📑 C++ Quick Reference
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C++ Quick Reference

  1. Namespaces
  2. Memory Management
    2.1. Raw Pointers
    2.2. Smart Pointers
    2.3. References
  3. Characters & Strings
    3.1. Character Functions
    3.2. C-String Functions
    3.3. Strings
  4. Data Structures
    4.1. Vectors
    4.2. Maps
  5. Structs & Classes
    5.1. Structs
    5.2. Classes
    5.3. Inheritance
    5.4. Enumerated Data Types
  6. Templates
    6.1. Function Templates
    6.2. Class Templates
  7. File Operations
  8. Exceptions
  9. Operator Overloading

1. Namespaces

Namespaces provide a method for preventing name conflicts in large projects.

Symbols declared inside a namespace block are placed in a named scope that prevents them from being mistaken for identically-named symbols in other scopes.

Multiple namespace blocks with the same name are allowed. All declarations within those blocks are declared in the named scope.

// this line should not be put in headers because it defeats the purpose of using namespaces
using namespace std;

The line above allows you to directly use use functions & variables from std namespace:

cout << "Hello world." << endl;

as opposed to:

std::cout << "Hello world." << std::endl;

On the other hand, the following lets you use only cout & endl directly from std:

using std::cout;
using std::endl;


#include <iostream> 

namespace first 
    int getVal()
        return 5;

namespace second  
    const double x = 100; 

    double getVal() 
        return 2 * x; 

using namespace std; 
using second::x;
int main() 
    // access function within first 
    cout << first::getVal() << endl;  
    // access function within second 
    cout << second::getVal() << endl;  
    // access variable x directly 
    cout << x << endl;        

Declarations & Definitions in Namespaces

namespace Q 
    // V is a member of Q, and is fully defined within Q
    namespace V 
        // C is a member of V and is fully defined within V
        class C 
            // C::m is only declared
            void m(); 
        // f is a member of V, but is only declared here
        void f(); 

    // definition of V's member f outside of V
    // f's enclosing namespaces are still the global namespace, Q, and Q::V
    void V::f() 
        // This declares ::Q::V::h
        extern void h();

    // definition of V::C::m outside of the namespace (and the class body)
    // enclosing namespaces are the global namespace, Q, and Q::V
    void V::C::m()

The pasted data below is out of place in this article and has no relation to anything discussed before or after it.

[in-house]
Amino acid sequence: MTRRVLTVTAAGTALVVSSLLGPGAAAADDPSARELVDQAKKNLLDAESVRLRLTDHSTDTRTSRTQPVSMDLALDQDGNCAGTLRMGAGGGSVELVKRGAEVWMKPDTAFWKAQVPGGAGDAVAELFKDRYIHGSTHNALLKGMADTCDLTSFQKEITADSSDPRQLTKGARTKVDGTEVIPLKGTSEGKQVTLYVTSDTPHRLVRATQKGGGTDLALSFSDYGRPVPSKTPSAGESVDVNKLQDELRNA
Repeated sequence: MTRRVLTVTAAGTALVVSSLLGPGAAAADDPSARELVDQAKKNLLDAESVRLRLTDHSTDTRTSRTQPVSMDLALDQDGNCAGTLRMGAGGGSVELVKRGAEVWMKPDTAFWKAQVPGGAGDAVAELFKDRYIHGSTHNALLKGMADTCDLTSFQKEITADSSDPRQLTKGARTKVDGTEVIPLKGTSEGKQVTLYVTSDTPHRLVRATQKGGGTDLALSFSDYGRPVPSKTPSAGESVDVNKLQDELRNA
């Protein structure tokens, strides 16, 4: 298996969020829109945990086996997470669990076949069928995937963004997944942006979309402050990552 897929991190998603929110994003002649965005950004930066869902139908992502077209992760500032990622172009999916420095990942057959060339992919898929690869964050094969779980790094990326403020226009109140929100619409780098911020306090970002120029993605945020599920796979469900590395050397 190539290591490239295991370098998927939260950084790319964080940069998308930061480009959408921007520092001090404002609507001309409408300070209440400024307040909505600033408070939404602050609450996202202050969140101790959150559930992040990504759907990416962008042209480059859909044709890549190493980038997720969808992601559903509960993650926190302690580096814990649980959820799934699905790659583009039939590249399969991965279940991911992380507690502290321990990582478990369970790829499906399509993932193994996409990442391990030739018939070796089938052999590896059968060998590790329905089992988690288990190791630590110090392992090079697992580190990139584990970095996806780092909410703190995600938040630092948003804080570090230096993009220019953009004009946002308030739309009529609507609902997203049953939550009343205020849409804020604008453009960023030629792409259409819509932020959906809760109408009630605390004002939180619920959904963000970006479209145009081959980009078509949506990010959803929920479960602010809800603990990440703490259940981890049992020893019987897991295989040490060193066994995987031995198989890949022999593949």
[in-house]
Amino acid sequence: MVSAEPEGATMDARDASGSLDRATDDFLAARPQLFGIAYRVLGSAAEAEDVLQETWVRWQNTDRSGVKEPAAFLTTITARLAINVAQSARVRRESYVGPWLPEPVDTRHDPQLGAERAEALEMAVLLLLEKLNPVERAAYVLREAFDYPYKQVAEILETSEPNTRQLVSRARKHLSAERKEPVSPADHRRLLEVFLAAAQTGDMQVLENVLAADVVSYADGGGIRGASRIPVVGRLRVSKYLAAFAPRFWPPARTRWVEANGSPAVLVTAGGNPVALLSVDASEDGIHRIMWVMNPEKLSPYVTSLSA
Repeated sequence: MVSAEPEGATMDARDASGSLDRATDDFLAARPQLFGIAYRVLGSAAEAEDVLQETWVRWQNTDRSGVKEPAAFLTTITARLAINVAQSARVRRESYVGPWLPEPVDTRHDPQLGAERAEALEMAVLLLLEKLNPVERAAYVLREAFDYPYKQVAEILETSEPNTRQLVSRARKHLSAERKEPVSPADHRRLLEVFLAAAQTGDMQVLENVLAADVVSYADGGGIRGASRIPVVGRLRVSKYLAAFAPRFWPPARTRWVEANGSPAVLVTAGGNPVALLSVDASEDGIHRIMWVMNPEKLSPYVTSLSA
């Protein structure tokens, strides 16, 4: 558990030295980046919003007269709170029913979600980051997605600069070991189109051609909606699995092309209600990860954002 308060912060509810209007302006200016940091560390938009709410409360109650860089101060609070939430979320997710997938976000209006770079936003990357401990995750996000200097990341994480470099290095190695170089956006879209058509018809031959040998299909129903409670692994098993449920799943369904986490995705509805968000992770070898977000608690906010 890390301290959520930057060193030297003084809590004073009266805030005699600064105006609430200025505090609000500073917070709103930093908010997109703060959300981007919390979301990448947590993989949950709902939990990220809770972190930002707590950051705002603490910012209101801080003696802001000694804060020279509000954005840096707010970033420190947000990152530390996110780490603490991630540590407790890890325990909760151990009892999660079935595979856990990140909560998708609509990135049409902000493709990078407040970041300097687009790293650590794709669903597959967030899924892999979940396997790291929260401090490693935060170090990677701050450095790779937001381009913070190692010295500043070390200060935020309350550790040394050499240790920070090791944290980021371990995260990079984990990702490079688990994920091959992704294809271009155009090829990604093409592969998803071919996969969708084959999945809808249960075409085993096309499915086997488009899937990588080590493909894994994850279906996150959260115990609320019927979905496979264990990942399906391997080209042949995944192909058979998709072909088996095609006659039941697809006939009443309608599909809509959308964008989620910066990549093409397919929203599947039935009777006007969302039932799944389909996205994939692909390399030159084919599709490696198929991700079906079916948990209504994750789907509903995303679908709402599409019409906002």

Anonymous Namespaces

You can define anonymous namespaces to hide variables, types and functions from the end user. Anonymous namespaces are available only in their translation unit.

As an example, check out the header and implementation files of the multiply namespace which can be used as follows:

#include <iostream>
#include "multiply.h"

int main(int argc, char **argv)
    std::cout << multiply::getFirst();      // OK
    std::cout << multiply::getProduct();    // OK
    std::cout << multiply::calc(3, 6);      // ERROR: 'calc' is not a member of 'multiply'
    std::cout << multiply::first;           // ERROR: 'first' is not a member of 'multiply'

2. Memory Management

Keywords new and delete in C++ replace malloc and free in C, with the exception that new and delete call the constructor and destructor as well.

Primitive Values

int x = 5;                      // create an int on the stack
                                // automatically freed when calling function returns

int* y = new int(5);            // crates an integer on the heap, has to be freed manually using 'delete'
delete y;                       // frees heap memory occupied by y
y = nullptr;                    // good practice for preventing errors

Classes & Objects

class Person
    // constructor
    // destructor
    // other members

Person* person = new Person();  // calls the constructor & instantiates a Person object 
delete person;                  // calls the destructor & frees heap memory occupied by person
person = nullptr;


char* s = new char[size];       // dynamically allocates memory for an array
delete [] s;                    // frees the allocated memory
s = nullptr;

2.1. Raw Pointers

// this function accepts a pointer to an array of constants
void displayPayRates(const double* rates, int size)
    for (int count = 0; count < size; count++)
        cout << rates[count] << endl;

// constant pointers can not point to something else
int value = 22;
int* const ptr = &value; 

// this is a constant pointer to a constant
int number = 15;
const int* const ptr = &number; 

2.2. Smart Pointers

Smart pointers are defined in the std namespace in the <memory> header file.

In most cases, when you initialize a raw pointer or resource handle to point to an actual resource, pass the pointer to a smart pointer immediately. In modern C++, raw pointers are only used in small code blocks of limited scope, loops, or helper functions where performance is critical and there is no chance of confusion about ownership.